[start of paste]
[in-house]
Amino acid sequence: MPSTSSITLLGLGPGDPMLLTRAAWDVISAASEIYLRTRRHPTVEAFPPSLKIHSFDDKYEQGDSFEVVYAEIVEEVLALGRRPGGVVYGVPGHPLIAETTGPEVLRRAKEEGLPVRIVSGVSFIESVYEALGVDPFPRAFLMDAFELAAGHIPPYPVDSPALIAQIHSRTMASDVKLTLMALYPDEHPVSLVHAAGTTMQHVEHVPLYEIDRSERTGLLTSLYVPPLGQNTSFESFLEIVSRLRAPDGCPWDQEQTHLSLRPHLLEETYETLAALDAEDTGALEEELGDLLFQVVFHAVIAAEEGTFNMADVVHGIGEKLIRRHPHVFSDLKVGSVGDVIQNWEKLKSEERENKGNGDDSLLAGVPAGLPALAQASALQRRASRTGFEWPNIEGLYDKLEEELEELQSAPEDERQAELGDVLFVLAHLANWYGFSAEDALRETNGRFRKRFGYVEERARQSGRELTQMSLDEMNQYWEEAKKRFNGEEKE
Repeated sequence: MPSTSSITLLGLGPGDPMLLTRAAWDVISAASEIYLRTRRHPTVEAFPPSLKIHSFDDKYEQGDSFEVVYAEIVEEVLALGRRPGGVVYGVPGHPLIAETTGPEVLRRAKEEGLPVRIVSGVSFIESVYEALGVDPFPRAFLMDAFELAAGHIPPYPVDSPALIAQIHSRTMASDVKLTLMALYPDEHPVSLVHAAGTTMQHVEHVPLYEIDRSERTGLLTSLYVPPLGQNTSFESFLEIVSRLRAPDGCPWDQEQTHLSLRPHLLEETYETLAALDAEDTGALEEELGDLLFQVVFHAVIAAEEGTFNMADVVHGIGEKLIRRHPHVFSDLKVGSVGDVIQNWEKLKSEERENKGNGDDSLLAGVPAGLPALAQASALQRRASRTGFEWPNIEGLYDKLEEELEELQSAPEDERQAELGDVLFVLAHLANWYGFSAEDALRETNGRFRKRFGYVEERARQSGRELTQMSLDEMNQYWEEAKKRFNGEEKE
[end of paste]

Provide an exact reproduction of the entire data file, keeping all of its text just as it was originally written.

[in-house]
Amino acid sequence: MPSTSSITLLGLGPGDPMLLTRAAWDVISAASEIYLRTRRHPTVEAFPPSLKIHSFDDKYEQGDSFEVVYAEIVEEVLALGRRPGGVVYGVPGHPLIAETTGPEVLRRAKEEGLPVRIVSGVSFIESVYEALGVDPFPRAFLMDAFELAAGHIPPYPVDSPALIAQIHSRTMASDVKLTLMALYPDEHPVSLVHAAGTTMQHVEHVPLYEIDRSERTGLLTSLYVPPLGQNTSFESFLEIVSRLRAPDGCPWDQEQTHLSLRPHLLEETYETLAALDAEDTGALEEELGDLLFQVVFHAVIAAEEGTFNMADVVHGIGEKLIRRHPHVFSDLKVGSVGDVIQNWEKLKSEERENKGNGDDSLLAGVPAGLPALAQASALQRRASRTGFEWPNIEGLYDKLEEELEELQSAPEDERQAELGDVLFVLAHLANWYGFSAEDALRETNGRFRKRFGYVEERARQSGRELTQMSLDEMNQYWEEAKKRFNGEEKE
Repeated sequence: MPSTSSITLLGLGPGDPMLLTRAAWDVISAASEIYLRTRRHPTVEAFPPSLKIHSFDDKYEQGDSFEVVYAEIVEEVLALGRRPGGVVYGVPGHPLIAETTGPEVLRRAKEEGLPVRIVSGVSFIESVYEALGVDPFPRAFLMDAFELAAGHIPPYPVDSPALIAQIHSRTMASDVKLTLMALYPDEHPVSLVHAAGTTMQHVEHVPLYEIDRSERTGLLTSLYVPPLGQNTSFESFLEIVSRLRAPDGCPWDQEQTHLSLRPHLLEETYETLAALDAEDTGALEEELGDLLFQVVFHAVIAAEEGTFNMADVVHGIGEKLIRRHPHVFSDLKVGSVGDVIQNWEKLKSEERENKGNGDDSLLAGVPAGLPALAQASALQRRASRTGFEWPNIEGLYDKLEEELEELQSAPEDERQAELGDVLFVLAHLANWYGFSAEDALRETNGRFRKRFGYVEERARQSGRELTQMSLDEMNQYWEEAKKRFNGEEKE